“A masterpiece!” – Neil Gaiman
For many of us this kind of stellar response from Neil Gaiman is all we need to pick up a new book. But for everyone else, this is an independent gem not to be missed.
Anya’s Ghost is the debut solo book of Portland author and artist Vera Brosgol. It follows her protagonist Anya Borzakovskaya who has no greater problems than navigating high school as an awkward teenage girl… until she falls down an abandoned well. At the bottom of the well she meets Emily, a young girl who has been a ghost for the last ninety years. Emily convinces a reluctant Anya to take her to school where she proves her usefulness in both the academic and social realms. But as Emily gets stronger and her personality comes out, Anya begins to wonder if her ghost friend is as altruistic as she seems.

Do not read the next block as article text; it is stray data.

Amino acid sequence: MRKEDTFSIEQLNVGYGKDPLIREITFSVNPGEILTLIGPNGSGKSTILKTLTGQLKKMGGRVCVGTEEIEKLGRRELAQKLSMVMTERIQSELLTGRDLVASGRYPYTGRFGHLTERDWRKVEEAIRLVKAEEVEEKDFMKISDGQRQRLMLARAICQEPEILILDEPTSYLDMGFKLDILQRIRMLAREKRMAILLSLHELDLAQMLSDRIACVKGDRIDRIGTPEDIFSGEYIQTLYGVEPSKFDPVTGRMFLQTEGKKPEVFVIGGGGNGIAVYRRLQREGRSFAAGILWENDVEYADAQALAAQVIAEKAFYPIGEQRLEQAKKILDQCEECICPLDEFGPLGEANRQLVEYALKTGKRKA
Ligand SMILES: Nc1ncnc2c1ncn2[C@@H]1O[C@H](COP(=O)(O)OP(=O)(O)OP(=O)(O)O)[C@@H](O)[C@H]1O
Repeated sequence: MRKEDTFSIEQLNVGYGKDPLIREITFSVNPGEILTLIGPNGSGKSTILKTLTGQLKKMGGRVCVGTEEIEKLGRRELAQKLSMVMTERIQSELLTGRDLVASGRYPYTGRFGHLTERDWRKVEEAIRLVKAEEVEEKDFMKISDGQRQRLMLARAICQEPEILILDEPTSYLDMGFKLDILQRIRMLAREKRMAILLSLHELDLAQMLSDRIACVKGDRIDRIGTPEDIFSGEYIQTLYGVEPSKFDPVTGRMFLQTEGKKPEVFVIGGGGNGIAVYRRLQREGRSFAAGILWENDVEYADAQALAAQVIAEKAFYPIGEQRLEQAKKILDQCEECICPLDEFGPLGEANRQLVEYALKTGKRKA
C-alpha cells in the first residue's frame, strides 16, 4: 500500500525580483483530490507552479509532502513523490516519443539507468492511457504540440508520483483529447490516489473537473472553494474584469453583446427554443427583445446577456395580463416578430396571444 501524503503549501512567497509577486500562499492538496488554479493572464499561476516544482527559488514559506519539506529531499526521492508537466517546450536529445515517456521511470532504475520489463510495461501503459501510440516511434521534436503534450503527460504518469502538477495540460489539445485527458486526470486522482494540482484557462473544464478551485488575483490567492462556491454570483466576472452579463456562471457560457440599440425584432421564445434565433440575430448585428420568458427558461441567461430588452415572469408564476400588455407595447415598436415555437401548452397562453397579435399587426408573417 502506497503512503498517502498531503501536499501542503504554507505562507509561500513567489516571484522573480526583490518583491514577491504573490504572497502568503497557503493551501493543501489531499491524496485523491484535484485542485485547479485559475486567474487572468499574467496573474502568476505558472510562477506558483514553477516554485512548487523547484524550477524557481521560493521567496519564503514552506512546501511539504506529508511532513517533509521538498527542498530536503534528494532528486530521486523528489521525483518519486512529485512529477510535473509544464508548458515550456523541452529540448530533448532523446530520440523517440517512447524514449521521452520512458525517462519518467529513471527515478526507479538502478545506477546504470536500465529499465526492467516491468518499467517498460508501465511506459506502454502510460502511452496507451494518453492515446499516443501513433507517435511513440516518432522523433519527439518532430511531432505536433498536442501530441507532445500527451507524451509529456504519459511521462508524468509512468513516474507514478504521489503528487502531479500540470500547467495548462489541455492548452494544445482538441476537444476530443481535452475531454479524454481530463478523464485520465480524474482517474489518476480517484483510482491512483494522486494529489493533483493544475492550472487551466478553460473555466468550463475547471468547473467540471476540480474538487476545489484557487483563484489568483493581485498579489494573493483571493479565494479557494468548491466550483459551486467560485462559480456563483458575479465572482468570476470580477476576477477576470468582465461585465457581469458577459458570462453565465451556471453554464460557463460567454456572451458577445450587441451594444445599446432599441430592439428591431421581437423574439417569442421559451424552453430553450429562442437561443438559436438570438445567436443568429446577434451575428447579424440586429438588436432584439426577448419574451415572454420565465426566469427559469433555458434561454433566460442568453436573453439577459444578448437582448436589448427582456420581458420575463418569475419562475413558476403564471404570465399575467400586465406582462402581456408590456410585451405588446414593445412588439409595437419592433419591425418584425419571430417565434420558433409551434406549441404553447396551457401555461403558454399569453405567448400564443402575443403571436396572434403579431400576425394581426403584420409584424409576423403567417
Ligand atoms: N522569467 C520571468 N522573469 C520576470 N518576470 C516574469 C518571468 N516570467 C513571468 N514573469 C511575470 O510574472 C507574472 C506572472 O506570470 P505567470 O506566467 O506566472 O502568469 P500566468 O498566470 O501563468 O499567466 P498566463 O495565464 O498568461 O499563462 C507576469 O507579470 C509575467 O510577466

One of Brosgol’s strengths is clearly creating fully realized, multidimensional characters. Anya is a completely believable and recognizable character. She worries about her weight, looking cool at school, boys, and how to relate to her heritage as a member of a Russian immigrant family. Although she initially appears as an insecure character who has to be coerced by Emily to put herself forward, she gains a self confidence by the end of the book that is all her own. And although they have less face time, the peripheral characters (Anya’s mother and younger brother, her best friend, the bullied classmate who is also from a Russian family, the boy Anya has a crush on and the girl he is dating) are also multifaceted and have their own conflict.
The tone of the book begins as a straightforward teen angst story and evolves into a supernatural friendship comedy, but transitions to something much more sinister with a plot twist half way through. Brosgol navigates the different tones of the story well and her art (which is somewhat reminiscent of Marjane Satrapi’s Persepolis) remains consistently expressive and engaging. I would highly recommend this book to adult readers as well as young adults.